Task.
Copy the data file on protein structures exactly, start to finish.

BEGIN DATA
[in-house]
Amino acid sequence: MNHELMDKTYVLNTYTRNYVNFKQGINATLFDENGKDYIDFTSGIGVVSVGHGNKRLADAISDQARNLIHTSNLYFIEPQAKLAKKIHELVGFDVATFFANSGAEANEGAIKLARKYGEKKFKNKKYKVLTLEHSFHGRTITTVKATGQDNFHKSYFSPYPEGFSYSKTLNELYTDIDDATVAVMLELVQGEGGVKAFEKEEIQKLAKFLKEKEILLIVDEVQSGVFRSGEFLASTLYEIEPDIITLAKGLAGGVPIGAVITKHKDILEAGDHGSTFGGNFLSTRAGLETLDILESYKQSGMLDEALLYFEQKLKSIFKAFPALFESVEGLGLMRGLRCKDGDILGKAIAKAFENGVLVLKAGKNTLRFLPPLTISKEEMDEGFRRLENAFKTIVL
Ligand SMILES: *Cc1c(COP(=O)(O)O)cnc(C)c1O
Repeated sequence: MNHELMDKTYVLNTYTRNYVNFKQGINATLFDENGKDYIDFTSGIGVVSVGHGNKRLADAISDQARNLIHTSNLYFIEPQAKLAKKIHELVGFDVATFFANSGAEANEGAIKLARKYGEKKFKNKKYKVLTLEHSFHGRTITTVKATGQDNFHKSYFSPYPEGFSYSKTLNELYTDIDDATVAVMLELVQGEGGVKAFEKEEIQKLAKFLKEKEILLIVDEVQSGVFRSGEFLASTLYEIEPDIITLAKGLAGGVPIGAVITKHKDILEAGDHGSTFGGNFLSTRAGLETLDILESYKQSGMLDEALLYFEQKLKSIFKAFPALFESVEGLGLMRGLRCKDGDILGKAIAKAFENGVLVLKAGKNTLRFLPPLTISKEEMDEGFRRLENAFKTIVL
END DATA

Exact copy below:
[in-house]
Amino acid sequence: MNHELMDKTYVLNTYTRNYVNFKQGINATLFDENGKDYIDFTSGIGVVSVGHGNKRLADAISDQARNLIHTSNLYFIEPQAKLAKKIHELVGFDVATFFANSGAEANEGAIKLARKYGEKKFKNKKYKVLTLEHSFHGRTITTVKATGQDNFHKSYFSPYPEGFSYSKTLNELYTDIDDATVAVMLELVQGEGGVKAFEKEEIQKLAKFLKEKEILLIVDEVQSGVFRSGEFLASTLYEIEPDIITLAKGLAGGVPIGAVITKHKDILEAGDHGSTFGGNFLSTRAGLETLDILESYKQSGMLDEALLYFEQKLKSIFKAFPALFESVEGLGLMRGLRCKDGDILGKAIAKAFENGVLVLKAGKNTLRFLPPLTISKEEMDEGFRRLENAFKTIVL
Ligand SMILES: *Cc1c(COP(=O)(O)O)cnc(C)c1O
Repeated sequence: MNHELMDKTYVLNTYTRNYVNFKQGINATLFDENGKDYIDFTSGIGVVSVGHGNKRLADAISDQARNLIHTSNLYFIEPQAKLAKKIHELVGFDVATFFANSGAEANEGAIKLARKYGEKKFKNKKYKVLTLEHSFHGRTITTVKATGQDNFHKSYFSPYPEGFSYSKTLNELYTDIDDATVAVMLELVQGEGGVKAFEKEEIQKLAKFLKEKEILLIVDEVQSGVFRSGEFLASTLYEIEPDIITLAKGLAGGVPIGAVITKHKDILEAGDHGSTFGGNFLSTRAGLETLDILESYKQSGMLDEALLYFEQKLKSIFKAFPALFESVEGLGLMRGLRCKDGDILGKAIAKAFENGVLVLKAGKNTLRFLPPLTISKEEMDEGFRRLENAFKTIVL